The legislation would be in addition to the $1.9 trillion relief plan that congressional Democrats are set to pass by mid-March, as well as the nearly $4 trillion in stimulus measures under former President Donald Trump.

The nation’s deficit totaled a record $3.1 trillion for the 2020 fiscal year, and the national debt is on course to hit $28 trillion.

Manchin said the infrastructure bill can be big, as long as it’s paid for with tax increases, including raising the corporate tax rate to 25% from 21% “at least” and repealing portions of the 2017 Tax Cuts and Jobs Act that disproportionately benefit wealthy Americans.

He said he would start by demanding that the package be 100% paid for. Otherwise, he said, the nation’s soaring debt could trigger “a tremendous deep recession that could lead into a depression if we’re not careful.”

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YouTube to possibly reinstate Trump

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once ‘risk of violence has decreased’

On Thursday, Youtube’s chief executive officer announced that the company plans to reinstate former President Donald Trump’s channel once an “elevated risk of violence” associated with him has ended.

The video-sharing platform, which is owned by Google, first issued a temporary suspension of the then-president’s account on Jan. 12, following the riot at the U.S. Capitol. Since then, his suspension has become permanent.

Now the YouTube CEO Susan Wojcicki is suggesting that Trump will be permitted to return to the platform once she and other company leaders asses that the risk level has decreased.

“We will lift the suspension of the Donald Trump channel when we determine the risk of violence has decreased,” she stated at an event that was hosted by the Atlantic Council, according to Politico.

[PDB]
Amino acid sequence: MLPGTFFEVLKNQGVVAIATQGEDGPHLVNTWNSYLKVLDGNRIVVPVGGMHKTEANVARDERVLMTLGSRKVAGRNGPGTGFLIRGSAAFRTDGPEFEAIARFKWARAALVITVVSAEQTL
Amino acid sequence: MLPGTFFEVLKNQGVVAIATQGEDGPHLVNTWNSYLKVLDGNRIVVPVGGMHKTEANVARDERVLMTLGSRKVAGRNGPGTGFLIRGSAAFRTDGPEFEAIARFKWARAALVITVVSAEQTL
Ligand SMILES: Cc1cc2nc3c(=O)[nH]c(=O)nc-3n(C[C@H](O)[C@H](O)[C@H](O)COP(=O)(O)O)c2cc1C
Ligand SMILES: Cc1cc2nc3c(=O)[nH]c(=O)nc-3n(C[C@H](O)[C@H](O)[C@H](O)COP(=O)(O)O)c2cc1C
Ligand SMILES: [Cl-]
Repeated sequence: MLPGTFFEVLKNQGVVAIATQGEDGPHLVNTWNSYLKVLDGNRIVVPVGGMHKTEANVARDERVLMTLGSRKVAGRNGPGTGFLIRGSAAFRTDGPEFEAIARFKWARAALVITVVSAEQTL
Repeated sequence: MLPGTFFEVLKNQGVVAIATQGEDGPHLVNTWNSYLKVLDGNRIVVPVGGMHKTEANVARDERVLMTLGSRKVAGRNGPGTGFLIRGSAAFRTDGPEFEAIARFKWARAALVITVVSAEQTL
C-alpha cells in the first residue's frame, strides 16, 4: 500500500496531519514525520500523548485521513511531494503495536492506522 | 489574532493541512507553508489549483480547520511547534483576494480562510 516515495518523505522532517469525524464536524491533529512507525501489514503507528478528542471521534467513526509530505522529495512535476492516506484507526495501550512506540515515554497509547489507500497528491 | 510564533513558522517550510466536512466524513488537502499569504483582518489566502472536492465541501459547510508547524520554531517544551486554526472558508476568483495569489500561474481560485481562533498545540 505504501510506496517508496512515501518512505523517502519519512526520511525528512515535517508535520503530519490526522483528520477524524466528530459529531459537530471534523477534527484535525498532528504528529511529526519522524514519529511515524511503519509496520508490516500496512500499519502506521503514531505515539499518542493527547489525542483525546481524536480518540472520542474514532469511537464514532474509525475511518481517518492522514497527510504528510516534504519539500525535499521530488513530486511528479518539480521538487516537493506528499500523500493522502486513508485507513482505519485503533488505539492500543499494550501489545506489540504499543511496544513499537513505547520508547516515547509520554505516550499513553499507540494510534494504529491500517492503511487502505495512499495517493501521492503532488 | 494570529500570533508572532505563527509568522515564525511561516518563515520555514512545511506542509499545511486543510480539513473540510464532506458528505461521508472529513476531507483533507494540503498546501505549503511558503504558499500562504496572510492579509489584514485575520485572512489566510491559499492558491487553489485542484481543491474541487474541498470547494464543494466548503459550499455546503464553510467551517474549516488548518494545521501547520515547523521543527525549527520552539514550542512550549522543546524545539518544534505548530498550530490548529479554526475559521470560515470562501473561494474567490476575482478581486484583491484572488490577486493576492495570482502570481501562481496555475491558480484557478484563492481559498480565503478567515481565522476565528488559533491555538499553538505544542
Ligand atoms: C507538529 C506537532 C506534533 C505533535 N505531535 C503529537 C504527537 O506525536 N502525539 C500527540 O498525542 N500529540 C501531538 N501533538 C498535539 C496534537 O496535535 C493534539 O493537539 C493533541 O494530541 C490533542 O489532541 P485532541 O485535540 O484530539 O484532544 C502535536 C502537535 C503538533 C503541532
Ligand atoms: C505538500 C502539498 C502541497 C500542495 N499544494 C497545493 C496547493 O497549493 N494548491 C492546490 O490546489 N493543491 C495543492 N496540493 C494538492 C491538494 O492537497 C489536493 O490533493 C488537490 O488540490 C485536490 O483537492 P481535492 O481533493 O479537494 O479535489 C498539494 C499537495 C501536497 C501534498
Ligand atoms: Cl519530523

YouTube will reportedly rely on a mix of indicators to determine the level of violence, including statements by government officials, law enforcement preparedness, and the presence of violent rhetoric on its own platform.

Wojcicki claims the recent warning from Capitol Police about a potential militia attack on the Capitol on March 4th, which caused the House to adjourn Wednesday, constituted what she called an “elevated risk of violence.”

“We will turn the account back on, but when we see reduced law enforcement in capitals in the U.S. and fewer [threat] warnings,” she said. “Those would be signals to us [that it is] safe to turn the channel back on.”

The statement from YouTube may appear to indicate the company is going to end its censorship of Trump, supporters shouldn’t get their hopes up just yet.

On Thursday, the day Wojcicki made the statement, YouTube deleted videos of Trump’s speech at the Conservative Political Action Conference from its platform and even suspended one popular channel, Right Side Broadcasting Network, that chose to post it.

These actions don’t exactly indicate that YouTube will be allowing Trump back on the platform. It could also mean they are planning to string the suspension along, and they have set up framework to do so.